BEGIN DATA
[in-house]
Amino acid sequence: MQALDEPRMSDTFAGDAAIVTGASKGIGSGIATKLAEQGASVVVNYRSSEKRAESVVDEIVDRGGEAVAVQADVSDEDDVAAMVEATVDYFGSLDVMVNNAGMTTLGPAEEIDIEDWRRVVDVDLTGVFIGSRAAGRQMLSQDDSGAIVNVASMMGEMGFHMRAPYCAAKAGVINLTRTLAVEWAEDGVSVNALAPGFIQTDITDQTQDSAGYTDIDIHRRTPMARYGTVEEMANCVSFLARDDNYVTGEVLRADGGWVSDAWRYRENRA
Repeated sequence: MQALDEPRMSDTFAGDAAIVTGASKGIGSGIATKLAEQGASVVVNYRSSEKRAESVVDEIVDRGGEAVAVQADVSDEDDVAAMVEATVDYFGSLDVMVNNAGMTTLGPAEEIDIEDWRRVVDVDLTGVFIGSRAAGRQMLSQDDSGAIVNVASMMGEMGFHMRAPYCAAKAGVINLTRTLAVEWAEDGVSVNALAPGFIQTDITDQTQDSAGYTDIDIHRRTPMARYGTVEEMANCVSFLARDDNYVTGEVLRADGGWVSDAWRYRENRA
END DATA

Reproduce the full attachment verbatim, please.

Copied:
[in-house]
Amino acid sequence: MQALDEPRMSDTFAGDAAIVTGASKGIGSGIATKLAEQGASVVVNYRSSEKRAESVVDEIVDRGGEAVAVQADVSDEDDVAAMVEATVDYFGSLDVMVNNAGMTTLGPAEEIDIEDWRRVVDVDLTGVFIGSRAAGRQMLSQDDSGAIVNVASMMGEMGFHMRAPYCAAKAGVINLTRTLAVEWAEDGVSVNALAPGFIQTDITDQTQDSAGYTDIDIHRRTPMARYGTVEEMANCVSFLARDDNYVTGEVLRADGGWVSDAWRYRENRA
Repeated sequence: MQALDEPRMSDTFAGDAAIVTGASKGIGSGIATKLAEQGASVVVNYRSSEKRAESVVDEIVDRGGEAVAVQADVSDEDDVAAMVEATVDYFGSLDVMVNNAGMTTLGPAEEIDIEDWRRVVDVDLTGVFIGSRAAGRQMLSQDDSGAIVNVASMMGEMGFHMRAPYCAAKAGVINLTRTLAVEWAEDGVSVNALAPGFIQTDITDQTQDSAGYTDIDIHRRTPMARYGTVEEMANCVSFLARDDNYVTGEVLRADGGWVSDAWRYRENRA